• Second generation: A LV packaging system that lacks env and all auxiliary HIV-1 genes, i.e. vpr, vif, vpu and nef. Examples: pCMV-dR8.91, pCMV-dR8.74, psPAX2
        • Third generation: A LV packaging system that includes only gag, pol, rev and a chimeric 5’ LTR from HIV-1. A cDNA encoding rev is provided on a separate plasmid. A third generation packaging system offers maximal biosafety and involves the transfection of four different plasmids into the producer cells. Removing part of the LTR creates a self-inactivating vector unable to drive unwanted expression of host genes. Example: pMDL g/p RRE + pRSV-Rev. Researchers are encouraged to work with third generation (i.e., four-plasmid) systems or higher.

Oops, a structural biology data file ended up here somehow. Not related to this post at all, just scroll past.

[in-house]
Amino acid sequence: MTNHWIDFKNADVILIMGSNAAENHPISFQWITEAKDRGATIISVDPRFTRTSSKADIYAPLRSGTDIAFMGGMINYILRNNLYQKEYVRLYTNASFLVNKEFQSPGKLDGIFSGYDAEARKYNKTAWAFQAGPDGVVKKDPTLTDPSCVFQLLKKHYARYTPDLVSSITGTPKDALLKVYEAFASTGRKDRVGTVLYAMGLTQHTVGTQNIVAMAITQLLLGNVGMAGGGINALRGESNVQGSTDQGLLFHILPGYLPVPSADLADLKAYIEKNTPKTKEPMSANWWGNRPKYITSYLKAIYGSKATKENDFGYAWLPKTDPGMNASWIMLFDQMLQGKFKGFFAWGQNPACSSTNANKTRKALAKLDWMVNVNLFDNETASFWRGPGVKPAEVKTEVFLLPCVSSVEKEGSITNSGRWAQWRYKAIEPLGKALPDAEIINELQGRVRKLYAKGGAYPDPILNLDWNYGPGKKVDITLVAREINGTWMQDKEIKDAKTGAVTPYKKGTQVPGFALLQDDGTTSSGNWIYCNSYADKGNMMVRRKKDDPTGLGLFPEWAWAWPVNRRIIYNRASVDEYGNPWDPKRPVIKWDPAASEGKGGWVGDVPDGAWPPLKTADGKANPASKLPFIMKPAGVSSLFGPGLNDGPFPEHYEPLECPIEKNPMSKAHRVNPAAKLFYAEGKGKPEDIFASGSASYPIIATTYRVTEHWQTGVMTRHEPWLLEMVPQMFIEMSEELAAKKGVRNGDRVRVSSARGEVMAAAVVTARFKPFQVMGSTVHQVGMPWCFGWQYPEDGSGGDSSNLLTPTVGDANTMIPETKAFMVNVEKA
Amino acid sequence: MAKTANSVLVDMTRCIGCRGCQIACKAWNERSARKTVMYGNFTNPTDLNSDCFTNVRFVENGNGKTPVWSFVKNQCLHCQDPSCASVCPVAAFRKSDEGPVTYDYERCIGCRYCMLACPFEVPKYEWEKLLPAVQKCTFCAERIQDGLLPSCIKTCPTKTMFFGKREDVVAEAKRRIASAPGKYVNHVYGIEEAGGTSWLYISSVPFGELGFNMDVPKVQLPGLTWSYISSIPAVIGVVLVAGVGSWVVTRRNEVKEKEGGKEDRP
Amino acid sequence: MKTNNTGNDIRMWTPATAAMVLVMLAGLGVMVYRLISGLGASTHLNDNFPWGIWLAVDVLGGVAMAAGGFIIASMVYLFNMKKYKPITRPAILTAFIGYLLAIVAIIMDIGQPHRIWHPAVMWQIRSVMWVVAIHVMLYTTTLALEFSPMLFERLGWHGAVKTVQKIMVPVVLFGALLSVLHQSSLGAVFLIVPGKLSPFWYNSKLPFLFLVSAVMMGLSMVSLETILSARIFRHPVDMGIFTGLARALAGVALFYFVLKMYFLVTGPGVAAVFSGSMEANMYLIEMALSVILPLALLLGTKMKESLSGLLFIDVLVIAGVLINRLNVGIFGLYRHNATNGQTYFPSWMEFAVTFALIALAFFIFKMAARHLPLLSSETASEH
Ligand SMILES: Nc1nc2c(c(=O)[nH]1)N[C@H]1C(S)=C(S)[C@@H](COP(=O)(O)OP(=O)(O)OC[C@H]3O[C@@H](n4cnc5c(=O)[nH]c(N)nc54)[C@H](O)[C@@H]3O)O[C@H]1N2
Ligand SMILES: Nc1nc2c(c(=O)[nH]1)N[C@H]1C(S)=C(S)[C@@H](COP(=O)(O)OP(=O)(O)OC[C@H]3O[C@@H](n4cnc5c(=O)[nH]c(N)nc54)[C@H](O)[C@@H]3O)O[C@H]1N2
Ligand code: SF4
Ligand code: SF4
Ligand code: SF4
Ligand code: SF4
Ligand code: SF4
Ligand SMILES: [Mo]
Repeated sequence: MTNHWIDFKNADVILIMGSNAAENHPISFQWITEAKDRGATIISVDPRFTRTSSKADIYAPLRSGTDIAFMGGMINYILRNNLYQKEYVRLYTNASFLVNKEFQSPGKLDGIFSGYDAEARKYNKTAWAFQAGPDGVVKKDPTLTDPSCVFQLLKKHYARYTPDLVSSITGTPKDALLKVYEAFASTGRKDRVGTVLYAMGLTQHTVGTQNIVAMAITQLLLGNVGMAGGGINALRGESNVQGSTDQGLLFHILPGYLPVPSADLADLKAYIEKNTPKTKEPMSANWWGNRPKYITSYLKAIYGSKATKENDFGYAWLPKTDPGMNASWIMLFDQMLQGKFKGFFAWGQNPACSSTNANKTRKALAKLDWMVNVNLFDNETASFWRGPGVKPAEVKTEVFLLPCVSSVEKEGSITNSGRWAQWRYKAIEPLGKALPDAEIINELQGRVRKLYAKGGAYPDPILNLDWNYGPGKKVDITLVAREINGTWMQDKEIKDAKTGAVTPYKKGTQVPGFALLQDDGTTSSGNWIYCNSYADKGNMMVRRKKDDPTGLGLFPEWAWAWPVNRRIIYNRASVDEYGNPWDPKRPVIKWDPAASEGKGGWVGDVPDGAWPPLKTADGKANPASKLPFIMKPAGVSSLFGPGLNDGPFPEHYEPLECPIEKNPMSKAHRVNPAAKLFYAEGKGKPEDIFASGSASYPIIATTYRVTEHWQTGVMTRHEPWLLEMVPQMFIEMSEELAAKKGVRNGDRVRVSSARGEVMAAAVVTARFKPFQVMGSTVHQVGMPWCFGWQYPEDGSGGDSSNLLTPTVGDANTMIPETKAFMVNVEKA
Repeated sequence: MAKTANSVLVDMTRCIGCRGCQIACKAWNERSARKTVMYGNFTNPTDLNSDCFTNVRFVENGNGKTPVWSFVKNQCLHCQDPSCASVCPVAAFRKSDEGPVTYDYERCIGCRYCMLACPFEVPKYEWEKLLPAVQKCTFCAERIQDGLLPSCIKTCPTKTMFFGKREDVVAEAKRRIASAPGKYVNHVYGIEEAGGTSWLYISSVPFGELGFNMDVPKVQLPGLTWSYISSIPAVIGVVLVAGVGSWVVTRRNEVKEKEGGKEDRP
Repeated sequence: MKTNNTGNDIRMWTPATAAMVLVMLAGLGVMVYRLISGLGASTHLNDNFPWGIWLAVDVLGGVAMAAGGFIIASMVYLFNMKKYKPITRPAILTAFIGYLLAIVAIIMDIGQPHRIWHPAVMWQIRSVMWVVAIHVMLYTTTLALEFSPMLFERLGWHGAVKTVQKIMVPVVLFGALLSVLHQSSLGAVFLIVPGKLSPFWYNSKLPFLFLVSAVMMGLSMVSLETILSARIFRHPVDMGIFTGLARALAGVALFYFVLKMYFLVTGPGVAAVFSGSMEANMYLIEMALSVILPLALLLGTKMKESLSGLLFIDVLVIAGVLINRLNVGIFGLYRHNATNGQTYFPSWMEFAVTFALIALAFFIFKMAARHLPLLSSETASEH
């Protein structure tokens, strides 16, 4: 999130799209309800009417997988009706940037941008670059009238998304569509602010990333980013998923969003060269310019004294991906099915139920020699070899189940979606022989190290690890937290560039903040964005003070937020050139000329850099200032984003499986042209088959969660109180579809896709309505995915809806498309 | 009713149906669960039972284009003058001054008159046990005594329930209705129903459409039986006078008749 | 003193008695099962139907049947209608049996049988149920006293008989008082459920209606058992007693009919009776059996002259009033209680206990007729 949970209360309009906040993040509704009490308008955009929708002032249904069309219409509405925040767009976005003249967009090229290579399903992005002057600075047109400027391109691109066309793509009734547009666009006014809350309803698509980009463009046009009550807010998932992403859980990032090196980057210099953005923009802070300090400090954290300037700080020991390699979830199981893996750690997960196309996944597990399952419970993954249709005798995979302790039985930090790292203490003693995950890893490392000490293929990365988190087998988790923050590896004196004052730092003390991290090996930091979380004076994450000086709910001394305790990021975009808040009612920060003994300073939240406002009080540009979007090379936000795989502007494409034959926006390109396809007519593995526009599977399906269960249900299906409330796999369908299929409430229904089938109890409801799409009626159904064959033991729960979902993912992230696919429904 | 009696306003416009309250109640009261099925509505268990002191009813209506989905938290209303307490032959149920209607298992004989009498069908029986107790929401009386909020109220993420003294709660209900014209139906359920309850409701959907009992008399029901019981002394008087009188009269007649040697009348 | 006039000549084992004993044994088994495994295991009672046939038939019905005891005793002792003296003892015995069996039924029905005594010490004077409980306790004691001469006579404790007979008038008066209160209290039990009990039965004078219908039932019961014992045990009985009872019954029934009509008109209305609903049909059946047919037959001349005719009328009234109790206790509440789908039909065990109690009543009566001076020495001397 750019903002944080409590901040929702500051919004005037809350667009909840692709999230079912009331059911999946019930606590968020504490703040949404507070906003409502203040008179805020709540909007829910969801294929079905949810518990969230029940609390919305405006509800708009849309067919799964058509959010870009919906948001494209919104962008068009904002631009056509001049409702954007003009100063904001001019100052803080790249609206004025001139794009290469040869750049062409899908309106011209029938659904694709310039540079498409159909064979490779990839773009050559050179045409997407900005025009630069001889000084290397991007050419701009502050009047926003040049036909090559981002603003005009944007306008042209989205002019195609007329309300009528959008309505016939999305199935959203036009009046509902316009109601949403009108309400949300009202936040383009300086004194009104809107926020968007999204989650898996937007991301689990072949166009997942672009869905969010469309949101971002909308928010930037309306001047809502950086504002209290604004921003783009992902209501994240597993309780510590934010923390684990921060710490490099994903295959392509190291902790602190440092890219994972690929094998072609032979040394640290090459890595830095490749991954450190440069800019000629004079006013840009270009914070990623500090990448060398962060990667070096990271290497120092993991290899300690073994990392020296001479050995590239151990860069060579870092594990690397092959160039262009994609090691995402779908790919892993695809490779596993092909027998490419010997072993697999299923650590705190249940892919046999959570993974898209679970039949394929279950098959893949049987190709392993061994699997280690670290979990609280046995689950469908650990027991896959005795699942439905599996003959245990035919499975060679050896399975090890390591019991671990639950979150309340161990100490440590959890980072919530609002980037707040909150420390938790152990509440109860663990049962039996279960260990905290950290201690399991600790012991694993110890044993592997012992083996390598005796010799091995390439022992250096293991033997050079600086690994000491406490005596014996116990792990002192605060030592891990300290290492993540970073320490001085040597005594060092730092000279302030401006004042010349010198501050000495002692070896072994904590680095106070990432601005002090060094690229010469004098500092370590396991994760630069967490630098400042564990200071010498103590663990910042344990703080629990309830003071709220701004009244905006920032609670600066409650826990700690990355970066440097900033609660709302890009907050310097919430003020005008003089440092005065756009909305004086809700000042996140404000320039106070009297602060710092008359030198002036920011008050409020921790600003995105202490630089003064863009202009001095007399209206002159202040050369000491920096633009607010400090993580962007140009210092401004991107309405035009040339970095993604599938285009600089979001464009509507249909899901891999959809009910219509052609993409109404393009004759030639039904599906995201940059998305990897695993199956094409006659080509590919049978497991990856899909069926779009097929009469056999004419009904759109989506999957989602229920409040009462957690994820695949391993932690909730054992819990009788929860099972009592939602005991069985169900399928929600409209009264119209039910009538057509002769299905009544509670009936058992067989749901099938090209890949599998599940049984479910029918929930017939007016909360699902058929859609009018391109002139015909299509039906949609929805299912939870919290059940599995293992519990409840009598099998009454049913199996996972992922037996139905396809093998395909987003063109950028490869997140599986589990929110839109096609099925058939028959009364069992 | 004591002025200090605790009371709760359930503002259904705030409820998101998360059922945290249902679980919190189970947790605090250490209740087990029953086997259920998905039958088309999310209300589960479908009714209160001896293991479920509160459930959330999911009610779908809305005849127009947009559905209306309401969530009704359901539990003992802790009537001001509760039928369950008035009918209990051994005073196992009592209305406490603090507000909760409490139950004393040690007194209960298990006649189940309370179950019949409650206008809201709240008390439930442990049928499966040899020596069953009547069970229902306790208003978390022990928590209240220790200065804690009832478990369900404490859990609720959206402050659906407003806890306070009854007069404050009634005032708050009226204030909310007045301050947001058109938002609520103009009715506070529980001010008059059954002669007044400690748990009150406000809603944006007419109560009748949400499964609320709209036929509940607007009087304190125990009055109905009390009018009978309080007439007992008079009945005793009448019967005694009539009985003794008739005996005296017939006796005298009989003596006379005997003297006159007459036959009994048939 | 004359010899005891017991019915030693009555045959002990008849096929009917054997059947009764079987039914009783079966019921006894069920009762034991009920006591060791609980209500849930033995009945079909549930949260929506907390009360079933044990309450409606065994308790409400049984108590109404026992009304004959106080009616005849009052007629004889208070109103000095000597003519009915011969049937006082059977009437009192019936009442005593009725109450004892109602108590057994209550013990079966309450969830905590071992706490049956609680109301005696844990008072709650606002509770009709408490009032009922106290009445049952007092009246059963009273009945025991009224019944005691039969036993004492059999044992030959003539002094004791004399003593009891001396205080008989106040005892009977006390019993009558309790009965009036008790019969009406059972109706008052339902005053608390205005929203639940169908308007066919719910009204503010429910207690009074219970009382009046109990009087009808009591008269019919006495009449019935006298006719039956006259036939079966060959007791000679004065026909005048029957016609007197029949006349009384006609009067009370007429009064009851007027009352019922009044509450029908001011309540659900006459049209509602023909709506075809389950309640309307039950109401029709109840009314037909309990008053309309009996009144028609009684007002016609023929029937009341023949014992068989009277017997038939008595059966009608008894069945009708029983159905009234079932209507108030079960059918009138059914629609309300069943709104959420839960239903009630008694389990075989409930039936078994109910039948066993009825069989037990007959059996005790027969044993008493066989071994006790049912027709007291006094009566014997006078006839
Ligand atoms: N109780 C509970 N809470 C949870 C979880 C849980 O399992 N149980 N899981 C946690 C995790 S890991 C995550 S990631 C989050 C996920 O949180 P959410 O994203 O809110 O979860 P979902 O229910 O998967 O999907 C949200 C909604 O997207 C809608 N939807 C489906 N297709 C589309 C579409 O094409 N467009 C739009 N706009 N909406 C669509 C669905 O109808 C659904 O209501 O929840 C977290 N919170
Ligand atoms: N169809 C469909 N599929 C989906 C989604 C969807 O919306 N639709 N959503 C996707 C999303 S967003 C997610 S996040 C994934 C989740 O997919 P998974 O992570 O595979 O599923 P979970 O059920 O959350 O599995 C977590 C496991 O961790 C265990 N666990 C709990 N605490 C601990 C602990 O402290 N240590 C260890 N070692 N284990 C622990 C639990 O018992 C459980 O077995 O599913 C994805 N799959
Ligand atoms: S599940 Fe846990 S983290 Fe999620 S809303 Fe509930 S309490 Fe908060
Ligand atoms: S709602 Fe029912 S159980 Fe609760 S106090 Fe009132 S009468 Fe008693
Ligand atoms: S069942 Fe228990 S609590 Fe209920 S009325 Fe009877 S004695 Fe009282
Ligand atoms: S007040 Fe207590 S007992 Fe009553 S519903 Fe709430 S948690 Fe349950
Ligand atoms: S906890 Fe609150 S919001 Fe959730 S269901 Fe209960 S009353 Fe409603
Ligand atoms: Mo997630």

• Nature of Inserted Genes: Use of potentially hazardous genetic inserts (e.g. oncogenes) increases the risk associated with use of lentiviral vectors.  A list of high-risk gene activities can be found in Section D, entitled “High Risk Gene Activity Examples.”
      • Tropism: Tropism is not usually considered as part of the risk assessment because most commonly used lentiviral vectors are capable of infecting human cells.
    • Approach to Laboratory Biosafety with Lentiviral Vectors: The determination of appropriate biosafety practices for use of lentiviral vectors will require careful consideration of the factors above by the investigator, the biosafety officer and the COMS. Minimal biosafety levels will be assigned to lentiviral work as follows. However, specific projects may require additional containment or practices:
      • BL2 for all lentiviral vectors carrying low-risk transgenes.